Ted 2: Could be. But I would say that it does have to do with advaita in the sense that what is described here is nothing more than an apparent circumstance arising within the scope of non-dual awareness. Moreover, I’m not clear on how the concept of Isvara, the “creator,” manifesting the apparent reality by means of the projecting power of maya has nothing to do with Vedanta. The Vedantic texts I have studied, such as the Upanishads, Bhagavad Gita, Panchadasi, Aparokshanubhuti, and Panchakarana, as well as Swami Paramarthananda’s teachings have all accounted for the projection or manifestation of the apparent reality along these lines. I admit, they haven’t used the term vasanas when referring to the fundamental conceptualizations of objects within “Isvara’s mind” or the Macrocosmic Causal Body, but all attribute the “creation” to Isvara, the creator.

Ted 1: At this point, the cycle continues to play out indefinitely through the microcosmic causal, subtle, and gross bodies that comprise the jiva until such time as the jiva assimilates self-knowledge and gains moksha, freedom from its identification with these three bodies, the inherent sense of incompleteness that accompanies this identification, the consequent pursuit of objects that the jiva erroneously believes will provide him or her with permanent fulfillment and lasting happiness, and the inevitable suffering that ensues when the objects fail to meet the jiva’s expectations.

The underlying truth is that ultimately the vasanas cannot be personal, for the jiva is not the creator.

 

Earnest 3: My understanding is that saMskAra result from the actions of each jIva. These are stored in the subtle/causal body  (I never remember which) and the ones that are going to fructify in this life effectively give rise to the tendencies to act in particular ways (vAsanA-s). So the saMskAra-vAsanA-s effectively ARE personal, even though of course the entire process takes place, if you like, according to the laws of Ishvara.

 

Ted 2: Your comment accords entirely with the points I have been making throughout my explanation. It simply depends on which perspective you are viewing the circumstance from. If you look at it from Isvara’s point of view, the vasanas and samskaras are impersonal. Considered from the jiva’s standpoint, they are personal.

 

Ted 1: Though they seem to be personal because of their association with the jiva and their apparent cultivation, reinforcement, and eventual neutralization through the jiva’s actions, the vasanas must have their source in a far more powerful and pervasive being that is responsible for the projections that take place via the vehicles of the myriad jivas inhabiting the apparent reality, which are, to reiterate the words of Krishna, nothing more than figures mounted on the grand machine of the manifest universe who are caused to move by the magic of Isvara’s maya.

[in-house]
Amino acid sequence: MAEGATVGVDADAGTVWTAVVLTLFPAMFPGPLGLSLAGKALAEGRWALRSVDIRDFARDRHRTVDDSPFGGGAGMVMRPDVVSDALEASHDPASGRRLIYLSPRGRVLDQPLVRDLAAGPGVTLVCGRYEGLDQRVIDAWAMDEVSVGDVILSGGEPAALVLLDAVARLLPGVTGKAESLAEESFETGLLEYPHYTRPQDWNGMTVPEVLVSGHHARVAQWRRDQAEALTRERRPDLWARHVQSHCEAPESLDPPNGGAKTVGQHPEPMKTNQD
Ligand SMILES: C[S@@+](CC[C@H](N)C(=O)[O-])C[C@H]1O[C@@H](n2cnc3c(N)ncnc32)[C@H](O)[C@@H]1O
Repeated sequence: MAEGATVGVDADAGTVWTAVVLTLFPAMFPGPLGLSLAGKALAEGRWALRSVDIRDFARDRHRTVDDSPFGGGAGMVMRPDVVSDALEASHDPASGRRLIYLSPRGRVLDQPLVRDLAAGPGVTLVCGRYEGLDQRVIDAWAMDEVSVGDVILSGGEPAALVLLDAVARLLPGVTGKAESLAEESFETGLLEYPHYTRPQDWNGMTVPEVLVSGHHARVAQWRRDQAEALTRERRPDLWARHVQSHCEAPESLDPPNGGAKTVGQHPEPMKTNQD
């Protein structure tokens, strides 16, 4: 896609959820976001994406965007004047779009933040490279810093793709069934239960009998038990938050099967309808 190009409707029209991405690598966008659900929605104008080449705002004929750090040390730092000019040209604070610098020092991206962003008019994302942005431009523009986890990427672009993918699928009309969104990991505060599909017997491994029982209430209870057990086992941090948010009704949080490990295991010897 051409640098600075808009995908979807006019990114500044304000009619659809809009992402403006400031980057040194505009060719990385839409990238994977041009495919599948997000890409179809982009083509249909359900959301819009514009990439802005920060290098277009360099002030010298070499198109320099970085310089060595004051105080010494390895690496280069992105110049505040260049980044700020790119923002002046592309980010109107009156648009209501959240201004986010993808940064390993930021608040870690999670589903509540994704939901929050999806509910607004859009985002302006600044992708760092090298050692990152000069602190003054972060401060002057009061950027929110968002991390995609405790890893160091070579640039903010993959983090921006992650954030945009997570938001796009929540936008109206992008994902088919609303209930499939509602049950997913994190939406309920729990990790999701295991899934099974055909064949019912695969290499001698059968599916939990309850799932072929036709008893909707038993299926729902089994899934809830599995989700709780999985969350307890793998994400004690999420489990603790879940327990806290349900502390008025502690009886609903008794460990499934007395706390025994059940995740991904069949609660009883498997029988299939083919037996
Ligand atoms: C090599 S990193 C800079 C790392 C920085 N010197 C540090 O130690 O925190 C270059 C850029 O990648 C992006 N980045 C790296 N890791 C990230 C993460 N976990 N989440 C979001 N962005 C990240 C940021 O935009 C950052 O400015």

Earnest 3: So you also do not accept that there is any free-will?

 

Ted 2: From Isvara’s point of view, everything is happening spontaneously according to the impersonal and inviolable law of karma. From the jiva’s standpoint, there is apparent free will. That is, the jiva seems to have a choice concerning whether or not to act on the desires arising within him or her. But the relative intensity of these desires essentially determines the choice the jiva will make.

Ted 1: Accordingly, if the nullification of the doer-enjoyer and the closing of the jiva’s karmic account are effects of understanding rather than exhaustive action, then to whom do the vasanas belong? “Maya,” we might answer. But Maya is ignorance, and ignorance is not an entity, as such. Ironically, ignorance is Isvara’s creative power and, thus, Isvara’s essential character as the creator. It is in this sense that all vasanas belong to Isvara.

 

Earnest 3: This seems to be just a half-way house to saying that everything is brahman. Of course this is so from a pAramArthika perspective, but if we are talking about how things appear/operate at the empirical level then you have to give explanations at that level. If you accept the existence of jIva-s, then you have to allow them to have vAsanA-s.

 

Ted 2: Actualizing self-knowledge within the apparent realm of experience requires the ability to navigate between the viewpoints of the real and the apparent. So, yes, what you say is correct.